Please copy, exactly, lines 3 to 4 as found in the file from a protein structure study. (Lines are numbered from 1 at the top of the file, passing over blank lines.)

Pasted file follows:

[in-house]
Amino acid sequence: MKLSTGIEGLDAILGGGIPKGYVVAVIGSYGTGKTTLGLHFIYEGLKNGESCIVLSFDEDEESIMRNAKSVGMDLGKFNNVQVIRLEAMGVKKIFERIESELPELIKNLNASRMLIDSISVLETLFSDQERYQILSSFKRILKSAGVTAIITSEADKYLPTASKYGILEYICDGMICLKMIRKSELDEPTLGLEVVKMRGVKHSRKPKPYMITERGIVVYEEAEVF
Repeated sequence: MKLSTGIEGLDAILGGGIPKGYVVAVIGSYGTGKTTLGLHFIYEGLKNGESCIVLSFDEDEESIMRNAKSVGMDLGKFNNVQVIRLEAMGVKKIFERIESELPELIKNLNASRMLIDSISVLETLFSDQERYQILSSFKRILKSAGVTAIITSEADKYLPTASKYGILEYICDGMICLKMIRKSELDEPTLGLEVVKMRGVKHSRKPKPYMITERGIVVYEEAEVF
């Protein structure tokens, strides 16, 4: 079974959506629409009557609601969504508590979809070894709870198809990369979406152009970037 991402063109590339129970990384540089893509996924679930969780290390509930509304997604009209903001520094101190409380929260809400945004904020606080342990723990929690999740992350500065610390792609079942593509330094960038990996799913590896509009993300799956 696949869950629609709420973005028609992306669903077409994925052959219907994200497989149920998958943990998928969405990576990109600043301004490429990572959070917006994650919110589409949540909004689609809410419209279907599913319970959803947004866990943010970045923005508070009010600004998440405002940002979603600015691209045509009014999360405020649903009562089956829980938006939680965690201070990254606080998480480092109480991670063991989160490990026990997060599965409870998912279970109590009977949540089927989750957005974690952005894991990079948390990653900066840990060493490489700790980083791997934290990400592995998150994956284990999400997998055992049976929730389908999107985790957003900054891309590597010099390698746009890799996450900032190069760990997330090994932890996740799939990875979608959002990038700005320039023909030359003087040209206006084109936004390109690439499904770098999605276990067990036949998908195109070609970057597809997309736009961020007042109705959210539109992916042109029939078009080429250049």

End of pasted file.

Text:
Repeated sequence: MKLSTGIEGLDAILGGGIPKGYVVAVIGSYGTGKTTLGLHFIYEGLKNGESCIVLSFDEDEESIMRNAKSVGMDLGKFNNVQVIRLEAMGVKKIFERIESELPELIKNLNASRMLIDSISVLETLFSDQERYQILSSFKRILKSAGVTAIITSEADKYLPTASKYGILEYICDGMICLKMIRKSELDEPTLGLEVVKMRGVKHSRKPKPYMITERGIVVYEEAEVF
């Protein structure tokens, strides 16, 4: 079974959506629409009557609601969504508590979809070894709870198809990369979406152009970037 991402063109590339129970990384540089893509996924679930969780290390509930509304997604009209903001520094101190409380929260809400945004904020606080342990723990929690999740992350500065610390792609079942593509330094960038990996799913590896509009993300799956 696949869950629609709420973005028609992306669903077409994925052959219907994200497989149920998958943990998928969405990576990109600043301004490429990572959070917006994650919110589409949540909004689609809410419209279907599913319970959803947004866990943010970045923005508070009010600004998440405002940002979603600015691209045509009014999360405020649903009562089956829980938006939680965690201070990254606080998480480092109480991670063991989160490990026990997060599965409870998912279970109590009977949540089927989750957005974690952005894991990079948390990653900066840990060493490489700790980083791997934290990400592995998150994956284990999400997998055992049976929730389908999107985790957003900054891309590597010099390698746009890799996450900032190069760990997330090994932890996740799939990875979608959002990038700005320039023909030359003087040209206006084109936004390109690439499904770098999605276990067990036949998908195109070609970057597809997309736009961020007042109705959210539109992916042109029939078009080429250049």